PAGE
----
I had a similar experience, having spent a long time living in Japan, and would agree with Steve. The experience I gained was invaluable and really helped me to better understand who I am–I am a much better person for that.
Steve’s advice was great. Really, what is two years in the whole scheme of things? I wish more students would challenge themselves to experience something different. Sometimes you have to leave everything you know to discover who you are.
April 29, 2011
Self-proclaimed “Geezer”, Steve Frykholm, recently spent an evening with friends, colleagues, and admirers reflecting on his 41 years creating the visual identity of Herman Miller.
Not wanting to lecture, Steve invited guests to choose (read: shout-out) the topics that they would like to hear him talk about. Among the areas covered were the “Get Real” campaign, the history and process behind the famous picnic posters, his favorite rejected ideas, an obsession with cows, and his passion for photographing wildflowers.
Steve’s trademark warm and honest wit was clearly evident in his work, and the mark he has made at Herman Miller is clear.
I hope you enjoy Steve’s work as much as I did.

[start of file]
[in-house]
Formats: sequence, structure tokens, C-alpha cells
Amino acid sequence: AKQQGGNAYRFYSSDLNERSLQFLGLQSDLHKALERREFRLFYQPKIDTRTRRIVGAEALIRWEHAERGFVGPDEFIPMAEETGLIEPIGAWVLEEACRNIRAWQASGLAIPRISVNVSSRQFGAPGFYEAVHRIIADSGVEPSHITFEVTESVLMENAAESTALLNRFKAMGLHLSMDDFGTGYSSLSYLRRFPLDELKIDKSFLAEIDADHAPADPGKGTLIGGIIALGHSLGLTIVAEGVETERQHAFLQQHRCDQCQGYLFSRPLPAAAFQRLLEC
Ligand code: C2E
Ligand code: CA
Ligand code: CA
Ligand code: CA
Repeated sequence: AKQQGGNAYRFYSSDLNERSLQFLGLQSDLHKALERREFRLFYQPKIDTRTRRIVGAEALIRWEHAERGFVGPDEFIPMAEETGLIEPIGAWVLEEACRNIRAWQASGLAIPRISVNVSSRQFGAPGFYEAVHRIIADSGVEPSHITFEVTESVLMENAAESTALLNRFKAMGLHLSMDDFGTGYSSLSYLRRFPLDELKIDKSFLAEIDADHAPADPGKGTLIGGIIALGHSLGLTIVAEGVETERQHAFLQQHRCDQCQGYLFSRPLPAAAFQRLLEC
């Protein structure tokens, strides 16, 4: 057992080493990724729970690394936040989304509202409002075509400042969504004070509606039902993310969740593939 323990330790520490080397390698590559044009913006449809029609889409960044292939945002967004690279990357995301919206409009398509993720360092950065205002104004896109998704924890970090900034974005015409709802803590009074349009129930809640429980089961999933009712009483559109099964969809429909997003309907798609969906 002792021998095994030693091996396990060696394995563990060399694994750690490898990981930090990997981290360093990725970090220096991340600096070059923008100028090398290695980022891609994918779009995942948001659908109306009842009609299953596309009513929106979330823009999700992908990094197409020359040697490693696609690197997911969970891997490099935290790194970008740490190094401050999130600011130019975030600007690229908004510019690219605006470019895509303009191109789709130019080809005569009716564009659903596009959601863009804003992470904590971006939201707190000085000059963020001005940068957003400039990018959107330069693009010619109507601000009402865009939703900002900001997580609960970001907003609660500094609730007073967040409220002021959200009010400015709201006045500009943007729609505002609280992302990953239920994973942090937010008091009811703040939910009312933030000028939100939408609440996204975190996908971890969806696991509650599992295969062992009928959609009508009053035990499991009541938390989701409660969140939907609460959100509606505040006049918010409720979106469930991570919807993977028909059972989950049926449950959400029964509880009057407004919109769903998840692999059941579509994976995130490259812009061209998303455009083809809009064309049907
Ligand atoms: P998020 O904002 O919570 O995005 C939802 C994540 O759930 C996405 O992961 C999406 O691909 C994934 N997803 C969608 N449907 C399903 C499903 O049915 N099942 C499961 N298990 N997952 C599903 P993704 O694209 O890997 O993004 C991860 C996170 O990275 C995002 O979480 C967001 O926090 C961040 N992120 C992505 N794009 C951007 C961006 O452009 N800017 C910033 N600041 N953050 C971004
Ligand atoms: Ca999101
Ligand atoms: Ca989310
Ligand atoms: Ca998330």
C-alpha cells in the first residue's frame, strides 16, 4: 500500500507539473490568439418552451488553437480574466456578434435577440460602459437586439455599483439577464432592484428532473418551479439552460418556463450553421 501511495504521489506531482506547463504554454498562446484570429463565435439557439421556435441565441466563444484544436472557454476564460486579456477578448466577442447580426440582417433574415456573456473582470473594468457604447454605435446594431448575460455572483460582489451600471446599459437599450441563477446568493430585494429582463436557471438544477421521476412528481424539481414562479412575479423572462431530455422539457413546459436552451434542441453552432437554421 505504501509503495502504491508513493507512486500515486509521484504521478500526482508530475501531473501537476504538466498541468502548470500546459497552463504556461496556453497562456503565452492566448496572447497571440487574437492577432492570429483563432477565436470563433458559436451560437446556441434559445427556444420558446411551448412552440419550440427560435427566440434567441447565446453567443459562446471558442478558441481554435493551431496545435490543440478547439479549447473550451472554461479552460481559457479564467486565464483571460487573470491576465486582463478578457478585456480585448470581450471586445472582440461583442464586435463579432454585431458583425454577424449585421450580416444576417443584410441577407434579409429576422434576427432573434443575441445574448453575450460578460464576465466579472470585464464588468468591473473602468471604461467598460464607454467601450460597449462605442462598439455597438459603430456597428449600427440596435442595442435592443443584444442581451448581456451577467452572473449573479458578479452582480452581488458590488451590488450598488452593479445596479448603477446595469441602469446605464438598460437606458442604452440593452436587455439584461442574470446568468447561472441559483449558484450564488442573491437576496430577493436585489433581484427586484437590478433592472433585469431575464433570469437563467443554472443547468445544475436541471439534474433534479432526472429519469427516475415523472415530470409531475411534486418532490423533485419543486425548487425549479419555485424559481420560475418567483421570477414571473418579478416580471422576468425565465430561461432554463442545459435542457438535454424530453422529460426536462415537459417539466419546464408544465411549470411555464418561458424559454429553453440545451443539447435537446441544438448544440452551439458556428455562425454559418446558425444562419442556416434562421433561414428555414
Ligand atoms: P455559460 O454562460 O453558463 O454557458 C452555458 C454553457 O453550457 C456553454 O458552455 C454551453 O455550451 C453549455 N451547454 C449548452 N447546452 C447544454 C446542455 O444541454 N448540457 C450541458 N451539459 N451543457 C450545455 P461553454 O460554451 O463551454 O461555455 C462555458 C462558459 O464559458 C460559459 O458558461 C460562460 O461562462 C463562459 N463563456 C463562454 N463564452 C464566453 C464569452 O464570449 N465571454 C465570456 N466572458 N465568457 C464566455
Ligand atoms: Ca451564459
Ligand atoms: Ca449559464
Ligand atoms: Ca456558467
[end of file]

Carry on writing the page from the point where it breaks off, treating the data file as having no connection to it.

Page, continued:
Photo: Sean Bolan
April 12, 2011
Last Thursday night, in the Metropolitan Pavilion on 18th Street in Manhattan, the glitterati of the graphics world gathered to honor two companies and three individuals. The American Institute of Graphic Arts awarded our Herman Miller colleague and graphic design superstar Steve Frykholm its Gold Medal. This award recognized Steve for a lifetime of achievement, much of it on Herman Miller’s behalf. His leadership and spirit have shaped Herman Miller’s graphics for 40 years. Now he joins a list of every other noted graphic designer I’ve ever heard of.
The AIGA also honored Tiffany & Co. and Method for corporate achievement. Two other Gold Medals went to John Maeda and Jennifer Morla. Steve was in good company and good form. He and his wife, Nancy Phillips, beamed the entire evening.
Herman Miller Journal, What's Up
April 14, 2010